I glanced at my phone yesterday to see the news headline that Paris’ famed Notre Dame Cathedral—a place that I, like many of you, I have visited on different trips to France—was burning. I was dumbstruck by this terrible news. Even for the nonobservant like me, the sacred stillness contained within those soaring walls and luminous stained-glass walls puts us in touch with something much larger than our individual lives.
To be in a cathedral, be it made up of limestone blocks or redwood trees, is to feel awe. When we feel awe, by whatever means we get there, we have the transient but precious realization that we are both so much larger than the quotidian troubles that plague us and at the same time, deliciously small. It is in this paradox that we begin to experience a sense of freedom from the unhappiness of our own making.
Psychologists Dacher Keltner and Jonathan Haidt1 describe awe in response to “vastness,” explaining subsequent behavioral and attitudinal “accommodations” that often follow the response to vastness. Psychologist Paul Piff2 and his colleagues described this experience of awe as “the small self,” in which one’s internal struggles are briefly minimized and we feel a connection to a world that is much larger than our own troubles. Awe, it seems, reminds us that we are both grandly connected to a vast universe, and at the same time, delightfully insignificant, like a single star in the milky way.
“Awe involves positively valenced feelings of wonder and amazement,“ Piff wrote, going on to say that we experience this often—when we feel part of something that is larger than ourselves, be it our families, our community, the natural world, or the human species as a whole. Despite the fractious world we currently inhabit, in the rubble of alienation and discord there is still the possibility of connection. "I am human, and I think nothing human is alien to me*,” wrote the Roman playwright Terence.
In the same paper, Piff examined 5 studies that revealed a positive correlation between the experience of awe and the tendency to accommodate this experience with greater prosocial, empathic, and altruistic behaviors. Counterintuitively, when we are small, we have more to give to others. Interestingly, there is a growing body of research that the deep and enduring positive changes seen in psychedelic-assisted psychotherapy are more likely to occur if the person has a deep experience of awe during the medication session3,4. Might the ailments of depression, of trauma, be at their core experiences of profound separation? If so, the experience of deep connection to something larger than ourselves is indeed a healing medicine.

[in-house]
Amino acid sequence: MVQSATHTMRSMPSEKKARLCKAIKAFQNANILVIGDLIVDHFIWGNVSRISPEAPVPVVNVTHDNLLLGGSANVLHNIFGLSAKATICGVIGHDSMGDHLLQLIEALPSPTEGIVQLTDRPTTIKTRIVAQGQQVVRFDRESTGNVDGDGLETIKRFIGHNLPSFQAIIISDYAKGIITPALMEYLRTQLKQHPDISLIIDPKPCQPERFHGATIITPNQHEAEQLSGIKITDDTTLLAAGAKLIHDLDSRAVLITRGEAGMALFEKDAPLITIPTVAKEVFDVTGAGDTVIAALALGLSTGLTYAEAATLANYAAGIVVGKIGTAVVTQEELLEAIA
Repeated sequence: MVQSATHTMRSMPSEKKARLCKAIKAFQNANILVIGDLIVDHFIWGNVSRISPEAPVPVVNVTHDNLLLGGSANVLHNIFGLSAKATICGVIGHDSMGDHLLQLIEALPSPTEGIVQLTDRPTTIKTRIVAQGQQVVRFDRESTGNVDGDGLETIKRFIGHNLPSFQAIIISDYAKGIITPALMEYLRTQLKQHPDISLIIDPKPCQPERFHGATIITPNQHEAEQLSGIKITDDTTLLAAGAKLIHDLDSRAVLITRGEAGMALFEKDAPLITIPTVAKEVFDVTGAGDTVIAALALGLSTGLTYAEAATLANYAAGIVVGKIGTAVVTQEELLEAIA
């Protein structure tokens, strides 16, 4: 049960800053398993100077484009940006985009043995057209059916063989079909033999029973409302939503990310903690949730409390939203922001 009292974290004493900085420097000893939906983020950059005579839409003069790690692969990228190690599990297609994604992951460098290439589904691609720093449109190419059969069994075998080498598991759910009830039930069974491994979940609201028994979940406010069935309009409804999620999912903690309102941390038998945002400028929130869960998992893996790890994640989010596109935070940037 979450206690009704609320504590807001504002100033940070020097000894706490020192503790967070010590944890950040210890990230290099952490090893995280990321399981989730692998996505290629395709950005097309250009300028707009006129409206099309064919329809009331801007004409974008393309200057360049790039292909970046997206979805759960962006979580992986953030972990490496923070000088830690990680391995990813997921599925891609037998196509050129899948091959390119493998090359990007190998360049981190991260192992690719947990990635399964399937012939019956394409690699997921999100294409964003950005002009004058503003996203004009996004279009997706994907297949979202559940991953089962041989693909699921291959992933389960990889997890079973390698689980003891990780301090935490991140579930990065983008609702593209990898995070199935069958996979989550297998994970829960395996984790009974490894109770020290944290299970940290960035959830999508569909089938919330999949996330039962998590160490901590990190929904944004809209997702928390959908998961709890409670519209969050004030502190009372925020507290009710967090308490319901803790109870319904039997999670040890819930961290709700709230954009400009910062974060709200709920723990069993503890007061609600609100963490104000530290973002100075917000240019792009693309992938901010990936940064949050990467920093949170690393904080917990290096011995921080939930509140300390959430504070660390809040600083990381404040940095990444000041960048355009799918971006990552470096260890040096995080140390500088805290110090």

So how is it that a 12th century church can inspire the experience of awe, even for people who are not adherents of the faith it houses? Perhaps it reminds us that many people, willing to be “small selves” yet working collectively, can create monuments far greater than any one person could build alone, and that we humans, despite our deep flaws, can still create tremendous beauty.
To imagine those soaring arches rendered to charred timber is heartbreakingly unthinkable, yet at the same time, we know in the innermost recesses of our souls that such losses are inevitable. “Everything we love, we will lose,” psychotherapist Francis Weller wrote in his deep meditation on grief, The Wild Edge of Sorrow.5 If we are to love, we cannot escape the clutches of loss. This is impermanence, and as much as we may protest and fear it, we cannot ever fully escape this truth.
Weller has also teaches that grief is always communal, never personal, despite the tendency of contemporary culture to try to privatize and compartmentalize our experience of grief. Seeing groups of Parisians gather to sing hymns as they watched their beloved cathedral burn reminded me that we must not grieve alone. And the world wept with them, feeling the deep loss of a place where we could experience awe and beauty. We grieve the loss of the comfort that comes from feeling connected to “the small self.”
“Where there is sorrow, there is holy ground6,” Oscar Wilde once wrote. Tonight, in Paris, and in the hearts of all those who weep, there is both.
* "Homo sum, humani nihil a me alienum puto"
5. Weller F. The Wild Edge of Sorrow: Rituals of Renewal and the Sacred Work of Grief. Berkeley, CA: North Atlantic Books; 2015.
6. Wilde O. De Profundis. New York, NY: G.P. Putnam’s Sons; 1909.
Andrew Penn was trained as an adult nurse practitioner and psychiatric clinical nurse specialist at the University of California, San Francisco. He is board certified as an adult nurse practitioner and psychiatric nurse practitioner by the American Nurses Credentialing Center. He has completed extensive training in Psychedelic Assisted Psychotherapy at the California Institute for Integral Studies and recently published a book chapter on this modality in The Casebook of Positive Psychiatry, published by American Psychiatric Association Press. Currently, he serves as an Associate Clinical Professor at the University of California-San Francisco School of Nursing, where he teaches psychopharmacology, and is an Attending Nurse Practitioner at the San Francisco Veterans Administration. He has expertise in psychopharmacological treatment for adult patients and specializes in the treatment of affective disorders and PTSD. As a steering committee member for Psych Congress, he has been invited to present internationally on improving medication adherence, cannabis pharmacology, psychedelic assisted psychotherapy, grief psychotherapy, treatment-resistant depression, diagnosis and treatment of bipolar disorder, and the art and science of psychopharmacologic practice.